copyright 1998-2017 by Mark Verboom
ipv6 ready RSS Feed Schakel naar Nederlands

Go back to Opel Speedster 2.2 16v

Uprated Anti Roll Bar

After Arno's good experiences with a stronger ARB (and my test-drive in his Elise ;) ), I decided to go for an uprated ARB too. This is the one from EliseParts:

img

Comes complete with new Nylatron bushes and grease for fitting.

img

For fitting, I jacked up the car first and put it on my supports.

img

Remove the plate covering up the ARB. You can see the ARB is held in place by 2 aluminium brackets.

img

The brackets need to be removed. They are held in place by 2 bolts.

img

These are quite difficult to remove. For starters I bought a good set of stubby Allen keys:

img

These are pretty short and enable you to reach the bolts. You need the 6mm one.

But the bolts wouldn't budge, even after penetrating oil and rustshock. So I put a long Allen key in the bolt, and hit it hard with a hammer. That loosened it up enough. Finally got the brackets off.

img

With the bracket out of the way you can also see an aluminium plate and the bushing.

img

But the ARB can't be removed yet, there is an aluminium plate riveted to the crashbox in the way.

img

Drill the rivets out and remove the panel.

img

As the panel isn't really needed, I won't be fitting it again. With the panels out of the way, undo the droplinks and remove the ARB.

This was a good moment to compare the old and new version. The new one is quite a lot thicker.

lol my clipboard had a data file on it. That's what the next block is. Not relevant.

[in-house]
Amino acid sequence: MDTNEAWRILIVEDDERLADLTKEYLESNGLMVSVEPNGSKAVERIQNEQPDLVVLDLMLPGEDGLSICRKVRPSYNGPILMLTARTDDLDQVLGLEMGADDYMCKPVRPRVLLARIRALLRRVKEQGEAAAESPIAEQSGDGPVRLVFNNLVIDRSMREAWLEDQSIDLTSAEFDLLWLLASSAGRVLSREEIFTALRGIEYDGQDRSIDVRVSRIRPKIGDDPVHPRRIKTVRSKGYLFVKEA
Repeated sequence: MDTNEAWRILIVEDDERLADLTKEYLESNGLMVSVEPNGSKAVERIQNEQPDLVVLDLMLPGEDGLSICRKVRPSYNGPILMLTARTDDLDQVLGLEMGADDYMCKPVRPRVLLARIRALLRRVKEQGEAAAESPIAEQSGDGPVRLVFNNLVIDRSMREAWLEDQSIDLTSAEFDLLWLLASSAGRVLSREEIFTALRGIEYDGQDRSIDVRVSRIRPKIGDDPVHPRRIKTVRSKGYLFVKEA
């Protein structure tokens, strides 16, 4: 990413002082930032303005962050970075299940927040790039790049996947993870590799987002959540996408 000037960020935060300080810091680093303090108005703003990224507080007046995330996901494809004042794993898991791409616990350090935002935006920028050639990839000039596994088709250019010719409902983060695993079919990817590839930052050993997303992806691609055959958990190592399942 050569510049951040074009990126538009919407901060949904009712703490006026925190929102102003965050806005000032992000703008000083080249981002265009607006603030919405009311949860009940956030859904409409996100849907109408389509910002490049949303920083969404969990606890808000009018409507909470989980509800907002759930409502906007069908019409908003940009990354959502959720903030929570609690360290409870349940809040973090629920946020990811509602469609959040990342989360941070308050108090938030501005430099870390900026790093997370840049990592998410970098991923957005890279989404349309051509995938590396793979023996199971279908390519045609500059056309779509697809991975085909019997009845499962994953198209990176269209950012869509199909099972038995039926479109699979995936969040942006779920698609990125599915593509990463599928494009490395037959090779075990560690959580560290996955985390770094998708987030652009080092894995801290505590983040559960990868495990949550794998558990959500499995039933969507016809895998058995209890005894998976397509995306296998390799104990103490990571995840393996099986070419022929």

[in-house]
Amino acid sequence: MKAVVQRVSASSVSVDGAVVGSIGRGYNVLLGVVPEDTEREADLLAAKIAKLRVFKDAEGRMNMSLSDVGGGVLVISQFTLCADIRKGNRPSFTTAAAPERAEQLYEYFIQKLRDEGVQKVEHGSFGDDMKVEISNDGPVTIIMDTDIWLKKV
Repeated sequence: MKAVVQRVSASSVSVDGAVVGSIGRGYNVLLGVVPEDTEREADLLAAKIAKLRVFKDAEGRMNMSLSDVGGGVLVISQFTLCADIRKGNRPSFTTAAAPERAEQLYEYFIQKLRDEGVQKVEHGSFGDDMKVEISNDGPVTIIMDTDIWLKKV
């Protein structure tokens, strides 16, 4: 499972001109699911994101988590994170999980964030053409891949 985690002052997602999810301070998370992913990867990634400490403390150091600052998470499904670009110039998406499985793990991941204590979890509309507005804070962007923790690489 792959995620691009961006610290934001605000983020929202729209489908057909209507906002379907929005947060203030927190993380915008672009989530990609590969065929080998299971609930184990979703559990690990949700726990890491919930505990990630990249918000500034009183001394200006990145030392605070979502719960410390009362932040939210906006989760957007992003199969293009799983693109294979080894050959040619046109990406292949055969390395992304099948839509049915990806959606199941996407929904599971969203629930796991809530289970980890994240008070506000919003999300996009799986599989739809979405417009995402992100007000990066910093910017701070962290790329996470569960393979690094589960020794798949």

img

And you can also see the relative position for the adjustment holes. It can be set quite a bit harder.

img

To prepare the new ARB, you need to remove the tape that is covered with paint.

img

img

Before trying to fit it on the car, I did a testfit. The point was to make sure the ARB can rotate when put in place. Fittings can differ from car to car, so this is an important test.

First put the new bushings on.

img

Put the bracket in place.

img

Then put the backing plate on and tighten the bolts.

img

Mine fortunately didn't need adjusting, so I could start fitting it to the car.

You need to put some grease in place before fitting. I used corrosion block.

img

I put it on the inside and outside of the bushings.

img

On the plates.

img

And also on the bolts. Putting it in place requires about 7 double jointed arms. But finally I succeeded ;)

img

As my droplinks are quite old, I decided to fit a new pair of those too.

img

You need to remove the wheel to get to the nut.

img

Need to remove the nut connecting it to the wishbone.

img

This one was was not letting go on my car (both sides). Ended up breaking my 17 wrench :(.

img

Putting the new ones in place is a lot easier :).

img

I put the droplink on the middle hole on the ARB. Pretty easy to adjust later on.

img

Before putting the bottom plate back, I put a generous helping of Tectyl on the ARB, brackets, exposed threads etc. Just to make sure the job is going to be a lot easier next time.

img

Finally put the floor back and tighten all bolts.

img

After driving a bit, I can say the differince is significant. The whole frontend feels a lot tighter. Steering response is improved a lot too. The roads aren't optimal at the moment, but when temperatures go up and the summer wheels are back up, I think this is going to be a very nice mod.